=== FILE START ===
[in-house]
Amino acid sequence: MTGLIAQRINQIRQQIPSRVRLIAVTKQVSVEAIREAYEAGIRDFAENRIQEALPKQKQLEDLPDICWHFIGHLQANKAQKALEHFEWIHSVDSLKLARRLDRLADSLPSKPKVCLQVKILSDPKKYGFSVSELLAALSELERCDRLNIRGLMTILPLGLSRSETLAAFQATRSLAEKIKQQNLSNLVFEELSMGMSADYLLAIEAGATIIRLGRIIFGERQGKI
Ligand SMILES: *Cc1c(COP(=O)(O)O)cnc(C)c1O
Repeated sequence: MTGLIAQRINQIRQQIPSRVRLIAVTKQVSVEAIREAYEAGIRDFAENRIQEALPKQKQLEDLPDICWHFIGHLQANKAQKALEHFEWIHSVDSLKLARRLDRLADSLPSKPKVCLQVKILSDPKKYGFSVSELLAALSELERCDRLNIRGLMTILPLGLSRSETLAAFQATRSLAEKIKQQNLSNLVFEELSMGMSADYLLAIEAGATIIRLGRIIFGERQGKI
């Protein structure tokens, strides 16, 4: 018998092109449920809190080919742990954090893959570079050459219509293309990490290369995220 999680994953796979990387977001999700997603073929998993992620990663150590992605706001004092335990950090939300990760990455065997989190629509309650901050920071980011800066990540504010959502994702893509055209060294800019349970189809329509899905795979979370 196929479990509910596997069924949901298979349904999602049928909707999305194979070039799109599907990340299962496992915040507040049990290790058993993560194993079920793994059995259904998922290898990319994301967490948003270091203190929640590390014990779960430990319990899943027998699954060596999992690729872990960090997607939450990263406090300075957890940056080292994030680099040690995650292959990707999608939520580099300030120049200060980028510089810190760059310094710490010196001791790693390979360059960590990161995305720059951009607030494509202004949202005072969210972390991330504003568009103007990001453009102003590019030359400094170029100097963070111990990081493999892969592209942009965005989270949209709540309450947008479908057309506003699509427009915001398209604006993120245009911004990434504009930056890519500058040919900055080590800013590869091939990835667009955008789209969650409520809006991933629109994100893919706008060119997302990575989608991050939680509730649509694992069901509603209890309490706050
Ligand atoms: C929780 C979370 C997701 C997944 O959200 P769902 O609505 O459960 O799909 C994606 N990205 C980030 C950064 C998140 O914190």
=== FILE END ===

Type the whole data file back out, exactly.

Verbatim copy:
[in-house]
Amino acid sequence: MTGLIAQRINQIRQQIPSRVRLIAVTKQVSVEAIREAYEAGIRDFAENRIQEALPKQKQLEDLPDICWHFIGHLQANKAQKALEHFEWIHSVDSLKLARRLDRLADSLPSKPKVCLQVKILSDPKKYGFSVSELLAALSELERCDRLNIRGLMTILPLGLSRSETLAAFQATRSLAEKIKQQNLSNLVFEELSMGMSADYLLAIEAGATIIRLGRIIFGERQGKI
Ligand SMILES: *Cc1c(COP(=O)(O)O)cnc(C)c1O
Repeated sequence: MTGLIAQRINQIRQQIPSRVRLIAVTKQVSVEAIREAYEAGIRDFAENRIQEALPKQKQLEDLPDICWHFIGHLQANKAQKALEHFEWIHSVDSLKLARRLDRLADSLPSKPKVCLQVKILSDPKKYGFSVSELLAALSELERCDRLNIRGLMTILPLGLSRSETLAAFQATRSLAEKIKQQNLSNLVFEELSMGMSADYLLAIEAGATIIRLGRIIFGERQGKI
């Protein structure tokens, strides 16, 4: 018998092109449920809190080919742990954090893959570079050459219509293309990490290369995220 999680994953796979990387977001999700997603073929998993992620990663150590992605706001004092335990950090939300990760990455065997989190629509309650901050920071980011800066990540504010959502994702893509055209060294800019349970189809329509899905795979979370 196929479990509910596997069924949901298979349904999602049928909707999305194979070039799109599907990340299962496992915040507040049990290790058993993560194993079920793994059995259904998922290898990319994301967490948003270091203190929640590390014990779960430990319990899943027998699954060596999992690729872990960090997607939450990263406090300075957890940056080292994030680099040690995650292959990707999608939520580099300030120049200060980028510089810190760059310094710490010196001791790693390979360059960590990161995305720059951009607030494509202004949202005072969210972390991330504003568009103007990001453009102003590019030359400094170029100097963070111990990081493999892969592209942009965005989270949209709540309450947008479908057309506003699509427009915001398209604006993120245009911004990434504009930056890519500058040919900055080590800013590869091939990835667009955008789209969650409520809006991933629109994100893919706008060119997302990575989608991050939680509730649509694992069901509603209890309490706050
Ligand atoms: C929780 C979370 C997701 C997944 O959200 P769902 O609505 O459960 O799909 C994606 N990205 C980030 C950064 C998140 O914190």